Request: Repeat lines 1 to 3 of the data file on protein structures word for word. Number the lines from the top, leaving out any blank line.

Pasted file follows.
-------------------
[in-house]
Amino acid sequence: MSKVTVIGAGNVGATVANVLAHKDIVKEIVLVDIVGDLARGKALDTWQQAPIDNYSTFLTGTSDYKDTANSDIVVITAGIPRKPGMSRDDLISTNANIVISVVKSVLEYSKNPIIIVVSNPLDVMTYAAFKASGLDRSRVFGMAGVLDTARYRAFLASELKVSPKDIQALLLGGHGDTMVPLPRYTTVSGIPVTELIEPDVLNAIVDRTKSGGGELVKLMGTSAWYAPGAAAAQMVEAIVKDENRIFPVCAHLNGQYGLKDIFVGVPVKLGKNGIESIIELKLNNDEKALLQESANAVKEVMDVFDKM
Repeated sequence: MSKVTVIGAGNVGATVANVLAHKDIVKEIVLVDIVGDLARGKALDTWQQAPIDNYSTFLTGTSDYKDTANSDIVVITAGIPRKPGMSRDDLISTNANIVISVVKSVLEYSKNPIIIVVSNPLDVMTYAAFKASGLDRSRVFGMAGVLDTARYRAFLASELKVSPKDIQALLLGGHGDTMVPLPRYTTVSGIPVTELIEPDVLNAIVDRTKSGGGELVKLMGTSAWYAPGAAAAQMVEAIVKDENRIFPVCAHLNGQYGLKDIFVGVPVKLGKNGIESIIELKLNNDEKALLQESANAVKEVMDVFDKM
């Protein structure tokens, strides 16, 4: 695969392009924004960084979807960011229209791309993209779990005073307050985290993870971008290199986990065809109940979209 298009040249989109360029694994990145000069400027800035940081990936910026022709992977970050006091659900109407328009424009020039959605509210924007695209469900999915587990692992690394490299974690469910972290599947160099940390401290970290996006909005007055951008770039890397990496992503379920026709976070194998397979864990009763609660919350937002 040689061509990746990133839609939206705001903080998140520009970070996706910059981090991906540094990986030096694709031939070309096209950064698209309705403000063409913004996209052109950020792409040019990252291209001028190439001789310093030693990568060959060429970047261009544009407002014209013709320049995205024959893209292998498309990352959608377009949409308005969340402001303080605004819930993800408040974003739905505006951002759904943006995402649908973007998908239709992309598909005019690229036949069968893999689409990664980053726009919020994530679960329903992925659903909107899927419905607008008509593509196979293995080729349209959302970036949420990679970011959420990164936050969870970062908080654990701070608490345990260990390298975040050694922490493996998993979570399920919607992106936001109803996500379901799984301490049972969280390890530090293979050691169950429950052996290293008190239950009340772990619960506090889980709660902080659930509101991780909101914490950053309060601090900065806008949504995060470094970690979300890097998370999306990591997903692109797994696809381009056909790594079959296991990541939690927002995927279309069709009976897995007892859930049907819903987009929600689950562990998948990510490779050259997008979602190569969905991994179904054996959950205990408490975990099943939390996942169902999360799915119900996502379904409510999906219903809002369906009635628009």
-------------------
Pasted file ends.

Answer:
[in-house]
Amino acid sequence: MSKVTVIGAGNVGATVANVLAHKDIVKEIVLVDIVGDLARGKALDTWQQAPIDNYSTFLTGTSDYKDTANSDIVVITAGIPRKPGMSRDDLISTNANIVISVVKSVLEYSKNPIIIVVSNPLDVMTYAAFKASGLDRSRVFGMAGVLDTARYRAFLASELKVSPKDIQALLLGGHGDTMVPLPRYTTVSGIPVTELIEPDVLNAIVDRTKSGGGELVKLMGTSAWYAPGAAAAQMVEAIVKDENRIFPVCAHLNGQYGLKDIFVGVPVKLGKNGIESIIELKLNNDEKALLQESANAVKEVMDVFDKM
Repeated sequence: MSKVTVIGAGNVGATVANVLAHKDIVKEIVLVDIVGDLARGKALDTWQQAPIDNYSTFLTGTSDYKDTANSDIVVITAGIPRKPGMSRDDLISTNANIVISVVKSVLEYSKNPIIIVVSNPLDVMTYAAFKASGLDRSRVFGMAGVLDTARYRAFLASELKVSPKDIQALLLGGHGDTMVPLPRYTTVSGIPVTELIEPDVLNAIVDRTKSGGGELVKLMGTSAWYAPGAAAAQMVEAIVKDENRIFPVCAHLNGQYGLKDIFVGVPVKLGKNGIESIIELKLNNDEKALLQESANAVKEVMDVFDKM